Epidermal healing in burns: autologous keratinocyte transplantation as a standard procedure: update and perspective
Plastic and Reconstructive Surgery Global Open, 2(9)
MCHEIK JN., BARRAULT C., LEVARD G., MOREL F., BERNARD FX., LECRON JC. (2014)
Pediatric Department, Service de Chirurgie Pédiatrique, CHU de Poitiers, France.
Pole biologie santé, LITEC, Laboratoire Inflammation, Tissus Epithéliaux et Cytokines EA 4331, Université de Poitiers, France.
Bioalternatives, Gençay, France.
Pole Biospharm, Laboratoire d’immunologie et Inflammation, CHU de Poitiers, France.
Treatment of burned patients is a tricky clinical problem not only because of the extent of the physiologic abnormalities but also because of the limited area of normal skin available.
Literature indexed in the National Center (PubMed) has been reviewed using combinations of key words (burns, children, skin graft, tissue engineering, and keratinocyte grafts). Articles investigating the association between burns and graft therapeutic modalities have been considered. Further literature has been obtained by analysis of references listed in reviewed articles.
Severe burns are conventionally treated with split-thickness skin autografts. However, there are usually not enough skin donor sites. For years, the question of how covering the wound surface became one of the major challenges in clinical research area and several procedures were proposed. The microskin graft is one of the oldest methods to cover extensive burns. This technique of skin expansion is efficient, but results remain inconsistent. An alternative is to graft cultured human epidermal keratinocytes. However, because of several complications and labor-intensive process of preparing grafts, the initial optimism for cultured epithelial autograft has gradually declined. In an effort to solve these drawbacks, isolated epithelial cells from selecting donor site were introduced in skin transplantation.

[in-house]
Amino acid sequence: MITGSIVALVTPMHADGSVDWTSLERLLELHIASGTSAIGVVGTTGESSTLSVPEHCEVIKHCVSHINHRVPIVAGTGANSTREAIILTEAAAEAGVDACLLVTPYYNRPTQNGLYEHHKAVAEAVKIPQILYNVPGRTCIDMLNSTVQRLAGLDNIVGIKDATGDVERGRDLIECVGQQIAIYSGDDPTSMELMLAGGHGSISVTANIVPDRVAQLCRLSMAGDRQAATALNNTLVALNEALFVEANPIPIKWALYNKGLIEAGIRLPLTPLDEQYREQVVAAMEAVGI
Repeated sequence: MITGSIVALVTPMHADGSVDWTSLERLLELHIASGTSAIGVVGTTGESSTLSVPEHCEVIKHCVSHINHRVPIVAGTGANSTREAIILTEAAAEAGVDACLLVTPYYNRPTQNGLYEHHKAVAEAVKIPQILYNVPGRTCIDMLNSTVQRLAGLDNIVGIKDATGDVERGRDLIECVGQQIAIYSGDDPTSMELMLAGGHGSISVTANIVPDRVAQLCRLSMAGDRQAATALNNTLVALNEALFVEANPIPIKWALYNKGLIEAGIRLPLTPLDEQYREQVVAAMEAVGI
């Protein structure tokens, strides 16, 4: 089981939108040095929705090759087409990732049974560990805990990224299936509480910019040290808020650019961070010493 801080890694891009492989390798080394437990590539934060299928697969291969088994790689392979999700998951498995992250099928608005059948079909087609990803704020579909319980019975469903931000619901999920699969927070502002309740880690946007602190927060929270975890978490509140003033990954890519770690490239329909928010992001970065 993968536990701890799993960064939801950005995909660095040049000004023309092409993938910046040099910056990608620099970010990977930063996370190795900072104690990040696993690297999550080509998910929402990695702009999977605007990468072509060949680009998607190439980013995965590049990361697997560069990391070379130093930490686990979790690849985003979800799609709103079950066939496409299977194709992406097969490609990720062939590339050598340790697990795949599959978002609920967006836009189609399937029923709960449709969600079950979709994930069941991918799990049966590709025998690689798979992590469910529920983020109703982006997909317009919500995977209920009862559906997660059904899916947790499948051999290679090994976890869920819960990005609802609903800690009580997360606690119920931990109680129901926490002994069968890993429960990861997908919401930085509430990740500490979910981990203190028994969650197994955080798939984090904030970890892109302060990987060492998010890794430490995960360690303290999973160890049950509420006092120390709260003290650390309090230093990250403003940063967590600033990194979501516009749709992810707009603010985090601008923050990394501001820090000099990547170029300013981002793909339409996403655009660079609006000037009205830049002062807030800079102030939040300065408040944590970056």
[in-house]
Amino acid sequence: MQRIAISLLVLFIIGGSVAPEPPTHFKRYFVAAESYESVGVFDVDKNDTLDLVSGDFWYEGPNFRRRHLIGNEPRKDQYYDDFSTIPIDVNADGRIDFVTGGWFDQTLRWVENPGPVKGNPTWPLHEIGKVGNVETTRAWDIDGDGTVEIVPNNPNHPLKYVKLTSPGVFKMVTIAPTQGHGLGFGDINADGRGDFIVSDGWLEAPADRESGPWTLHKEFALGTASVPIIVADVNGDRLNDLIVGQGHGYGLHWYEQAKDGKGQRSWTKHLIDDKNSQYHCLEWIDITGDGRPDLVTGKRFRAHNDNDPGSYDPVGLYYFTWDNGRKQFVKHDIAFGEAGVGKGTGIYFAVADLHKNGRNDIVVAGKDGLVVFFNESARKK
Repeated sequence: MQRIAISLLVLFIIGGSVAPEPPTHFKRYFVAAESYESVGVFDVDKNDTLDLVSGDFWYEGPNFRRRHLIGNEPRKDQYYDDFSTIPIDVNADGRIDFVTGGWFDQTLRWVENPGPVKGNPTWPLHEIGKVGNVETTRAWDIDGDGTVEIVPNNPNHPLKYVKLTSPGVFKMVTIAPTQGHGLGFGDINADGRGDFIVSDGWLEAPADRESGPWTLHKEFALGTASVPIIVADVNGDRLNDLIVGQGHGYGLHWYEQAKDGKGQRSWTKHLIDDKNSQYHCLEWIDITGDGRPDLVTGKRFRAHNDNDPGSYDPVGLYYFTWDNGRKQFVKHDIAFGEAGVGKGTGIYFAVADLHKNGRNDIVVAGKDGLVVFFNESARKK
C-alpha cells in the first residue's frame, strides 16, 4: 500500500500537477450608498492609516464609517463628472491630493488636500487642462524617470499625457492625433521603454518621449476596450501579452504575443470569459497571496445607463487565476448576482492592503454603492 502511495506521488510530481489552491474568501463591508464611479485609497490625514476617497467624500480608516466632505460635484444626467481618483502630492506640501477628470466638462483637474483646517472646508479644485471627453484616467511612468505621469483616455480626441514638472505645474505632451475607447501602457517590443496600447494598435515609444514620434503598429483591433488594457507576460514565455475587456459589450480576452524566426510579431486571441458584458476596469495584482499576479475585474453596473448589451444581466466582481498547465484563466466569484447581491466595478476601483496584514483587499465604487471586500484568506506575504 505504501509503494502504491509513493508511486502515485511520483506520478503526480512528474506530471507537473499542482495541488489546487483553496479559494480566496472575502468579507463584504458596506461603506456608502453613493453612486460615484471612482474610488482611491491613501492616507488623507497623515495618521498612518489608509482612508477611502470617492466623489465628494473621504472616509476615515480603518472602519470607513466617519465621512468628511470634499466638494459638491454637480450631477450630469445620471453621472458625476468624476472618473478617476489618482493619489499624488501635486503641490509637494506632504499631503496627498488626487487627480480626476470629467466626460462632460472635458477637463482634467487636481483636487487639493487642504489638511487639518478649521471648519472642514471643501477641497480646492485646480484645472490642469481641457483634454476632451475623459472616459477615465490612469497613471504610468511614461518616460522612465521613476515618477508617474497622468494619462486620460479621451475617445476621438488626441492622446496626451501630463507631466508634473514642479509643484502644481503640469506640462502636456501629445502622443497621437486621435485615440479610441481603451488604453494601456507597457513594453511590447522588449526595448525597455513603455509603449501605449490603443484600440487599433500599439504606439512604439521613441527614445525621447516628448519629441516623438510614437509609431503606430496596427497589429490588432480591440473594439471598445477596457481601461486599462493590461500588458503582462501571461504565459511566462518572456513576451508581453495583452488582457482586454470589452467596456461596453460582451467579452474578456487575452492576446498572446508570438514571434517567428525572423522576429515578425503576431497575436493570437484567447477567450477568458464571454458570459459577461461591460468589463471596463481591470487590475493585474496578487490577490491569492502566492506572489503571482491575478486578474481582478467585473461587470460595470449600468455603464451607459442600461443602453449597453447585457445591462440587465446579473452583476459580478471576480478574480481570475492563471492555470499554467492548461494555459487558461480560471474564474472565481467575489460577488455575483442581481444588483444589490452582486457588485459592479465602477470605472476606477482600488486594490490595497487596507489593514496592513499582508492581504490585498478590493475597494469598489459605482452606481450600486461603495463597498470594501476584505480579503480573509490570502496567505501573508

Cell suspensions transplanted directly to the wound is an attractive process, removing the need for attachment to a membrane before transfer and avoiding one potential source of inefficiency. Choosing an optimal donor site containing cells with high proliferative capacity is essential for graft success in burns.
© 2014 The Authors.
KEYWORDS: Keratinocyte; Skin graft; Epidermal healing